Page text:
There was all this violence in our house, and I thought that was normal, and I thought that’s what I was supposed to be growing up. And I was receiving violence from whomever, and I just let that happen…
[27] (p. 15)
The continued impact of these relationship challenges is also evident in women’s ongoing experiences of violence, with 14% of women reporting that their current partner relationships have been abusive, and 13% of women reporting that their past partner relationships were violent (see [21] for sample details). Other close relationships appear to be impacted as well, as many women reported little to no contact with their families of origin (little to no contact with mothers, 31%; and fathers, 47%), or reported difficult and/or abusive relationships with their mothers (25%) and fathers (9%). One BTC woman talked about the effect of violence in her family:
[It] de-sensitized you a little bit…my parents were so abusive towards each other, and there was no respect or love or affection, and there was always turmoil, turmoil, turmoil – we were moving, there was fighting, there was police, there was violence – that I found out even as an adult, because that was so normal for me, if my life was going along smoothly and calmly, it’s like unfamiliar so I create this chaos, this craziness, because that feels more comfortable to me.
[27] (p. 16)
Through the work conducted at BTC, it is also evident that an intervention focusing on supporting healthy relationships can help to decrease women’s problematic use of substances. For instance, in a comparison of BTC to a standard integrated treatment program that included a focus on addiction treatment but did not focus explicitly on supporting and enhancing relationship capacity, it was found that women attending BTC had improvements in relationship capacity, mental health symptoms, as well as addiction severity [28]. Indeed, improvements in relationship capacity among women at BTC further predicted decreases in addiction severity, even accounting for other improvements, including social support, mental health, and abstinence self-efficacy. In another study, it was found that the duration of service use at BTC was associated with improvements in women’s substance use (as well as improvements in the parent-child relationship) [21]. Further, the earlier that woman began the relationship-based intervention (i.e., during pregnancy as opposed to postnatally), the more positive the outcomes. These studies provide further support for the critical link between relationship capacity and substance use issues, as evidenced by improvements based on attending a relationship-based and trauma-informed intervention program.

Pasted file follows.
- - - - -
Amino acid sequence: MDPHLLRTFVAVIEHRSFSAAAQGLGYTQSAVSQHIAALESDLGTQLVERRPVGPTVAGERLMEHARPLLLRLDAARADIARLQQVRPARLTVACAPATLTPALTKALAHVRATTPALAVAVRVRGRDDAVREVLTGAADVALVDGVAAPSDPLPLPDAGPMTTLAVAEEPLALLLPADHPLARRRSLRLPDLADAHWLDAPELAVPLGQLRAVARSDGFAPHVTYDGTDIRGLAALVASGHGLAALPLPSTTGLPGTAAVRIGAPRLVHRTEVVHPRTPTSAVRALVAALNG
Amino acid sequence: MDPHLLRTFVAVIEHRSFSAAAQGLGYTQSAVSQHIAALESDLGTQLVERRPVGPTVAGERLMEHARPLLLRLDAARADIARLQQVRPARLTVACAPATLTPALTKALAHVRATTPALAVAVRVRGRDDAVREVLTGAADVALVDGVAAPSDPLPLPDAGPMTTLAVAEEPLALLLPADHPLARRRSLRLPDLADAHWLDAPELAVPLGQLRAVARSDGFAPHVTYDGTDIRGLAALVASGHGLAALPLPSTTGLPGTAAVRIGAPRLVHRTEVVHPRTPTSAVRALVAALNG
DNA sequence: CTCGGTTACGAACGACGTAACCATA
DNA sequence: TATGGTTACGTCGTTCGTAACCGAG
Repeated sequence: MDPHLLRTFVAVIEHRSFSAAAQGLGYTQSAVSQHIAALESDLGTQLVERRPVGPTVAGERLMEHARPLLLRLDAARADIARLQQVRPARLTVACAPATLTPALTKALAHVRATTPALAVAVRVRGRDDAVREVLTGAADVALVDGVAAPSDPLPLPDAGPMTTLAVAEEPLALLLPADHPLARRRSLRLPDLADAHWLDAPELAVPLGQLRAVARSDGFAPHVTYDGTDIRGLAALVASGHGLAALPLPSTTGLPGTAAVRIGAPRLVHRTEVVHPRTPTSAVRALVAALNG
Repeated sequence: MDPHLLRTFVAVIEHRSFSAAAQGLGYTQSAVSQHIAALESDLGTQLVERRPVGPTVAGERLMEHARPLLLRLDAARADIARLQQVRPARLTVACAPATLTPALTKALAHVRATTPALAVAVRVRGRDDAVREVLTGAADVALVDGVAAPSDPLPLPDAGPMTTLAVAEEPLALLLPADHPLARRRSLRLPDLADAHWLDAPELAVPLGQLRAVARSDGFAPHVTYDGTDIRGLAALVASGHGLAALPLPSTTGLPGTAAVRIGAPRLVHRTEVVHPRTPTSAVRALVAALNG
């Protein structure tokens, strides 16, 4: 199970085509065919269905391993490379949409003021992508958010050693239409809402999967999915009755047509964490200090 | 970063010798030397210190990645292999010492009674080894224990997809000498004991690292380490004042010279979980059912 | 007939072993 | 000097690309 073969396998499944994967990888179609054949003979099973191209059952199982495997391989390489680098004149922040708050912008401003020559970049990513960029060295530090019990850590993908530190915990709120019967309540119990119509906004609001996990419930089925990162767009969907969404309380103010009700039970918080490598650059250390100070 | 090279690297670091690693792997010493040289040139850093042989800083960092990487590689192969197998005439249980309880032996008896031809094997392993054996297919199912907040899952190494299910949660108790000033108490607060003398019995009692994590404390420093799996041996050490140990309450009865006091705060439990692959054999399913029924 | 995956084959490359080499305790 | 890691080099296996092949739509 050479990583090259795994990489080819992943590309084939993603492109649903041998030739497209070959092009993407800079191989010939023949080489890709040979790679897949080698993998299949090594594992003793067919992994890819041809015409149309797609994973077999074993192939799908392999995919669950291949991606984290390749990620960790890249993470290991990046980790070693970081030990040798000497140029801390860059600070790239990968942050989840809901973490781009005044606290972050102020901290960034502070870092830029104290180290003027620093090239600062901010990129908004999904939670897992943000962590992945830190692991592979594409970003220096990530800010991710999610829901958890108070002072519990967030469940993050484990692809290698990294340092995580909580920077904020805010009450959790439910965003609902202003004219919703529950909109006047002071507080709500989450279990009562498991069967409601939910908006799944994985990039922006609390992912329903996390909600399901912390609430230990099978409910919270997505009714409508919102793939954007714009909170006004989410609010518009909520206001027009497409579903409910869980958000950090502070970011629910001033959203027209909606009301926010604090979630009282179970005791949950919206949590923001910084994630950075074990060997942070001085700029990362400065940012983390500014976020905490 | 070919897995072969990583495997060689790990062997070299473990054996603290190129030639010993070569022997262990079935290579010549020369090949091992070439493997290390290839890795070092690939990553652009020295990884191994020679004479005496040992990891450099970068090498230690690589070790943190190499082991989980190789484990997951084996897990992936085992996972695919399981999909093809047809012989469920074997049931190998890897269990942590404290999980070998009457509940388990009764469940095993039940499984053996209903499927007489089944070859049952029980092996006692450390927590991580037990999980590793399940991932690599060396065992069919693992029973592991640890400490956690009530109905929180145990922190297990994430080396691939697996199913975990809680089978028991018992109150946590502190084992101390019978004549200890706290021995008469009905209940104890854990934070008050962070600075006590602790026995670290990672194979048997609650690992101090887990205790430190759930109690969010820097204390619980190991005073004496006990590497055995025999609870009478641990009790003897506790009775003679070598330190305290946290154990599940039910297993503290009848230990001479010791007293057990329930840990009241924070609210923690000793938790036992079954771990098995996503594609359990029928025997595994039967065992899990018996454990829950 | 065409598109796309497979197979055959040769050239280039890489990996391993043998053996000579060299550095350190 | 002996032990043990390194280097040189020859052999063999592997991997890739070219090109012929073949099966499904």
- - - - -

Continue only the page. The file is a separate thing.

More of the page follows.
It should be noted that there are many co-occurring factors that compound the life challenges of women with substance use issues; these factors include poverty, low educational attainment, unstable housing, criminal involvement, and mental health difficulties (often untreated). Women at BTC reported high levels of depression and anxiety and a lack of social support from both family and friends [7]. These factors, as well as a host of other factors, are implicated in the complex interplay of, and challenges associated with, problematic substance use for women, particularly in the context of parenting. Though we won’t address these factors in detail here, they are often present and play a critical role in women’s continued substance use. Thus, we acknowledge the impact of these additional factors, but focus on using a developmental-relational approach to elucidate the role of prior trauma and experiences of relational violence across the lifespan in our understanding of women’s substance use.

3. Origins of Substance Use in Women Exposed to IPV